I think that some of the problem is that every society needs some founding myths to establish a social identity. Depending on your tastes, Rome had Romulus, or a band of escaped convicts. In the US, these founding myths are intimately tied up with the Founders and our ideas of their political ideologies.

And what thanks has anyone get who tried to discourage this tendency to tie up the US's identity with a political ideology, as justified by this or that Sainted Founder? Not much as far as I can see. John Adams said that ideology was the science of idiots, and the word should be changed to idiotology. And right before he died, he gave a quite ambiguous appraisal of the significance of the American Revolution. He was asked to explain the meaning of his appraisal and he said something like "I give you independence forever, and not a word more!" I don't think most people in the US want that kind of independence. We want to rely on the founders to justify our own political beliefs.

So even though I think Socratic dialogs should be reserved for wild and crazy topics like the market social welfare function, I am glad that the Prof has a sensible attitude towards the founders.

Posted by: jml at August 26, 2004 07:42 PM

Hamilton has biographers just as irritating as Malone, yes, but nobody CARES about Hamilton's irritating biographers, whereas everyone who wasn't stoned in their Early American History class knows who Dumas Malone is. Forrest McDonald just isn't in the same league.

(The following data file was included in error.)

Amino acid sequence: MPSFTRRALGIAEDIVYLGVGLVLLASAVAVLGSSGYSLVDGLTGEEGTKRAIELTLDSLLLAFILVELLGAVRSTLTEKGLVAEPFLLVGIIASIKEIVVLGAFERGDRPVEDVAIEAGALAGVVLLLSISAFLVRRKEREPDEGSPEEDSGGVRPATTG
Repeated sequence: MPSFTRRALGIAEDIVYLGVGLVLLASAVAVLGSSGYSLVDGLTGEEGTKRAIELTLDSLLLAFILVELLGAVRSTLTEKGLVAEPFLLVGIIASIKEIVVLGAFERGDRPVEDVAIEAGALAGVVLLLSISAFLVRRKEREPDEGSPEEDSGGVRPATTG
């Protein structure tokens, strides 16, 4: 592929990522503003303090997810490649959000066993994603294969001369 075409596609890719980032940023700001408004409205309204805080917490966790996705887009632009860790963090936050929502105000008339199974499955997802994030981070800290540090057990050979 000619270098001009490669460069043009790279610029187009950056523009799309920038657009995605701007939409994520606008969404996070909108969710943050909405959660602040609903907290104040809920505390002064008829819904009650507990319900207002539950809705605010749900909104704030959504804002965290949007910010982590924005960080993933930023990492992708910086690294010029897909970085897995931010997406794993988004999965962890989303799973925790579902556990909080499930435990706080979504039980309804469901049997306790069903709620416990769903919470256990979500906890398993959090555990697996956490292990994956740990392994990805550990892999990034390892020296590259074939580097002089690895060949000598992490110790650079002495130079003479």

Posted by: schwa at August 26, 2004 10:59 PM

Wow, myaan, what a downer... like don't be so harsh, dude.

Posted by: jml at August 26, 2004 11:46 PM

Dumas.

The only first name that would've been more fitting is Athole.

Posted by: ogmb at August 27, 2004 02:18 AM

Add to the list of Jefferson's sins his refusal to recognize the Haitian republic.

Posted by: Barry Freed at August 27, 2004 02:54 AM

One of the most attractive things about Jefferson is his derivation of his positions from a few clear principles. It is also one of the most unattractive things. Where history has vindicated him, as on church-state relations, he looks like a great sage ahead of his time. On matters like slavery and the Jacobins, not so good. Luckily for his career, he knew when to shut up about his more unpopular views, else he'd have been the Alan Keyes of the Federalist Period.

Posted by: Roger Bigod at August 27, 2004 03:43 AM

The only true heroic American president was Bill Clinton.

If only Kerry would bring him on the stump.

Only Clinton can make Kerry unbeatable.

Posted by: Genevieve Dunbar at August 27, 2004 04:15 AM

Isn't the real issue with Jefferson that he fundamentally mistrusted and misunderstood capitalism? Weren't his battles with Hamilton at bottom really about Jefferson's mistrust of large capital markets?